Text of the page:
Making this happen in practice needs to be part of the organizational structure... embedded in the culture. This is why every business capability (like "accept an order") needs an owner, so that there is someone for the business policy teams to negotiate with. Someone who can give and take, compromise and stand ground.
Yin and Yang. Policy and Process.
Simplification reduces the cost of maintenance. The business probably doesn't want to think about it, and they really don't want to pay for it. However, in many situations, IT has no choice. By reducing the number of applications, reducing the number of redundant data stores, making data paths simpler and more measurable, and driving for more consistence in non-value-add processes, the company can reap real benefits in cost savings.
However, simplification requires a couple of things. It requires project teams to change processes and code. It requires support teams to manage the data shifts and all the ripple effects. It requires release management coordination to make sure that new features and simplified systems do not conflict.
Where does the money for that come from? This requires the business to pay for this work. It requires that IT have staff and resources to dedicate to it.
Think of it like aircraft maintenance. When a jet airplane is being repaired, it has to be pulled out of service... for a day or two or ten. But the airline cannot simply cancel the flight because the aircraft needs a routine tune-up. The airlines have some capacity, in terms of aircraft seats, set aside so that they can allow the aircraft to be inspected, maintained, and returned to service.
So when an airline decides how many flights per day to set up, it has to plan on a certain amount of excess capacity just to cover the number of planes needing service. It does not apologize for these costs. The cost of your airline ticket includes the cost of maintaining other aircraft.
And you don't complain. Why? Because you want YOUR aircraft to be working when you get it.
Similarly, the IT department needs to have excess capacity, in terms of project teams and hardware space, to cover the costs of simplification.
This requires real leadership to pull off, but it has to be done, especially in larger IT departments where there are many developers writing code. In these environments, the amount of overlap is substantial, so the benefits are large.
So for every five project teams that you can use in business-requested maintenance or new features (airplane flights), you need a sixth team for IT driven simplification (aircraft maintenance). That team needs project managers, product managers, developers, testers, release and code management, and support members. Full out teams. The business does NOT get to drive the efforts of these teams. IT does, as needed, with the guidance of Enterprise Architecture or the EPMO.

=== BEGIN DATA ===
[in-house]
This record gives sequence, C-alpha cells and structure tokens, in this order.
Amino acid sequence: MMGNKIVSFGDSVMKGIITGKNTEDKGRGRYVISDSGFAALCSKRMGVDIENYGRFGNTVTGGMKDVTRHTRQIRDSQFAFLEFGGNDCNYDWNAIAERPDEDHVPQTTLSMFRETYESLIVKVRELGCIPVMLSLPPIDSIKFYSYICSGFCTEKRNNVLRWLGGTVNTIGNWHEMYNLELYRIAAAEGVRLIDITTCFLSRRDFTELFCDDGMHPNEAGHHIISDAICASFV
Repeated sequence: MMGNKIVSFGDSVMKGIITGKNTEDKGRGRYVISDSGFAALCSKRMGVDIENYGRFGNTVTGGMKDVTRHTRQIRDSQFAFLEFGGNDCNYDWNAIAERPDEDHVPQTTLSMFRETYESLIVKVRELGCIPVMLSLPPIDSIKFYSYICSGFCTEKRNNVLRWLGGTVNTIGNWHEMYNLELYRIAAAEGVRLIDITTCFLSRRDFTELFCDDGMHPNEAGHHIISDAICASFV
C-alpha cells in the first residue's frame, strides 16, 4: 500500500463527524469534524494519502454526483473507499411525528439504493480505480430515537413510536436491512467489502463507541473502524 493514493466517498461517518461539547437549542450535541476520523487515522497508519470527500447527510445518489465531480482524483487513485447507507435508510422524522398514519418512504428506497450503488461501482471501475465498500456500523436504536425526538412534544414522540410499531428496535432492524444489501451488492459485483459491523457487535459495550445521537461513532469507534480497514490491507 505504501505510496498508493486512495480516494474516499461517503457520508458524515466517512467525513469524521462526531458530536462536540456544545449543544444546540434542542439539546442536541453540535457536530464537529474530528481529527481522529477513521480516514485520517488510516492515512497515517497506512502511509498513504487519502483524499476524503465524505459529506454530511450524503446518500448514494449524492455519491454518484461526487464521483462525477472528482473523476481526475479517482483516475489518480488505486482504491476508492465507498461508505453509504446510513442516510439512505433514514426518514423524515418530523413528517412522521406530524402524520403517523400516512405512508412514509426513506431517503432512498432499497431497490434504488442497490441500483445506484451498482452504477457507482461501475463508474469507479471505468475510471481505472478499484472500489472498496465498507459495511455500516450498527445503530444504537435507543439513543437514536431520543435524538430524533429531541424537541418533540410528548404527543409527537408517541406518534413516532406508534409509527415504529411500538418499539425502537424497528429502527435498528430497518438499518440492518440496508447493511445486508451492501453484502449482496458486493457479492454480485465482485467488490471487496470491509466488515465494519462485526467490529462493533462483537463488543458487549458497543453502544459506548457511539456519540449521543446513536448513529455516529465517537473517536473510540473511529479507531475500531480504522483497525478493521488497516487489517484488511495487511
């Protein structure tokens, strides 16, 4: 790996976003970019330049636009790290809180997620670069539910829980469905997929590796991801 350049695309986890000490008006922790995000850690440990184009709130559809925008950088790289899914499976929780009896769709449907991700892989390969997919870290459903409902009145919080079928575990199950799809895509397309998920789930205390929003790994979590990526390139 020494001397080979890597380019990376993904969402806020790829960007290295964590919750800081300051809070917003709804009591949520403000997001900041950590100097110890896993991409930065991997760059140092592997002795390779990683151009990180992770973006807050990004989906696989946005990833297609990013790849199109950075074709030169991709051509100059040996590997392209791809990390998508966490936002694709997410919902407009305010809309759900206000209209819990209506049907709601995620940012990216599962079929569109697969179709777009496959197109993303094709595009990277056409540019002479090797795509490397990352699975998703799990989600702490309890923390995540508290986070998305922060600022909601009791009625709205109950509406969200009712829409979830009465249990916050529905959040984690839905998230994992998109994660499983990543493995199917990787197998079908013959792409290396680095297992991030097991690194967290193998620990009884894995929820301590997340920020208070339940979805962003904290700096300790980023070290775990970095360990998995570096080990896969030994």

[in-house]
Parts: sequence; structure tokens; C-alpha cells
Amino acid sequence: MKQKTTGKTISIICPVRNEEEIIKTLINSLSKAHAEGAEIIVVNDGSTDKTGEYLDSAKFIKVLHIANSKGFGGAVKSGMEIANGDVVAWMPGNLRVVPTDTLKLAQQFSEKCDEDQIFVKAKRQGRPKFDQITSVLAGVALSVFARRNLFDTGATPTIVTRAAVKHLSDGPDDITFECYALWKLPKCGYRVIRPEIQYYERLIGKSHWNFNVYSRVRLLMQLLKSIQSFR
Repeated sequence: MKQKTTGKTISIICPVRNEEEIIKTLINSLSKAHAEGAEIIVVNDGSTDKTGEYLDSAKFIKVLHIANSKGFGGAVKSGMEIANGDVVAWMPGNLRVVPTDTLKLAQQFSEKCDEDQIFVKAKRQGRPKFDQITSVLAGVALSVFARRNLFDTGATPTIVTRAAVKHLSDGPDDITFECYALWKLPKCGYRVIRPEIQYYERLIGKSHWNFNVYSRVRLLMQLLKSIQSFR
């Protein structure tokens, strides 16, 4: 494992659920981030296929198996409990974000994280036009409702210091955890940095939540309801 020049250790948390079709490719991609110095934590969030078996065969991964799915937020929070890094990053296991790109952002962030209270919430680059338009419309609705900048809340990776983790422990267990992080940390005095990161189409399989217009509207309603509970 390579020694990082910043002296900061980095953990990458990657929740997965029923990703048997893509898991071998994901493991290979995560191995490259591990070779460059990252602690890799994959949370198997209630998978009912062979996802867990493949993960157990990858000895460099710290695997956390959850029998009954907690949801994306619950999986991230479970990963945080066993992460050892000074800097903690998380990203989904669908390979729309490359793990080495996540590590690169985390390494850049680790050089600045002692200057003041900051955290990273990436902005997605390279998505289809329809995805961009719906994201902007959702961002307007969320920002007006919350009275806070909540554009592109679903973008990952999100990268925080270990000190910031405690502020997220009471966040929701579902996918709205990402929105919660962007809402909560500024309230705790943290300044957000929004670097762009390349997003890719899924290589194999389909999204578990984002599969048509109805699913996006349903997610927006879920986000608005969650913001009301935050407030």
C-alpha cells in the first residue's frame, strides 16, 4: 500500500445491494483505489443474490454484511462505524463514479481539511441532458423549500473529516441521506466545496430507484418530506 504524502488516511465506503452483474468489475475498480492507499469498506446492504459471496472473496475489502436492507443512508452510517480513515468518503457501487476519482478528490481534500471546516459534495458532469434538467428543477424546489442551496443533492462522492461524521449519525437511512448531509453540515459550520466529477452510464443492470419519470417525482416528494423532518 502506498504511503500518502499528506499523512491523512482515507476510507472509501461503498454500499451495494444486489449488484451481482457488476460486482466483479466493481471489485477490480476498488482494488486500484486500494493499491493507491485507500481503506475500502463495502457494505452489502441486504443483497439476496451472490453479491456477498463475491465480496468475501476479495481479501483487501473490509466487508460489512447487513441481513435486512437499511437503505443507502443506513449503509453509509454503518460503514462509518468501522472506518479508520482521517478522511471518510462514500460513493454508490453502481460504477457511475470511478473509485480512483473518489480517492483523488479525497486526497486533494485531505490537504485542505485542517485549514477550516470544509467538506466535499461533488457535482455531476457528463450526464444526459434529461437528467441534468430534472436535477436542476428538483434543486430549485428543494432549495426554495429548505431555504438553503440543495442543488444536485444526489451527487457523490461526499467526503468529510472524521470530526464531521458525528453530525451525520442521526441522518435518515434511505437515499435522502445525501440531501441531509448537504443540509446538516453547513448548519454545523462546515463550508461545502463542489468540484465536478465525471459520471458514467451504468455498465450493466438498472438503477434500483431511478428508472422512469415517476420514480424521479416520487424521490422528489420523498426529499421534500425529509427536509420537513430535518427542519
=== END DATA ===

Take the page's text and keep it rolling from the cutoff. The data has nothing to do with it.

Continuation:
Without this capacity, you will never be able to solve, or fund, Simplification. It's a cost of doing business.
Last note, when I say "Simplification", I'm not talking about consolodation. Sun is spending a lot of time talking about the savings that a company can earn by moving software from multiple servers to a single Sun server (lower power, lower rack space costs). That is consolodation, and it is not specific to Sun servers. You can get the same benefits from any server consolodation.
This reduces ongoing run costs, but not the costs of maintenance. In fact, it may increase the costs of maintenance somewhat by placing more complexity on a single server and decreasing the redundancy.
In Enterprise Architecture, we have a goal: be a strategic asset to the business. That means that we need to come to the business with not only constraints ("you have to use technology X or process Y or leverage the existing system Z") but also opportunities ("you can lower costs by doing A, understand your customers better by doing B, and compete better by doing C"). That's a different mindset.
Business folks are not ever going to come to IT and say "tell us what we should do." It's just not going to happen.
So where do all the good ideas in business come from, anyway? In a word, marketing. The business leaders who percieve trends, develop strategies, and then start to propose changes are subject to the same marketing messages as anyone else. They read magazines, chat with friends, attend conferences and listen to the radio, just like everyone else.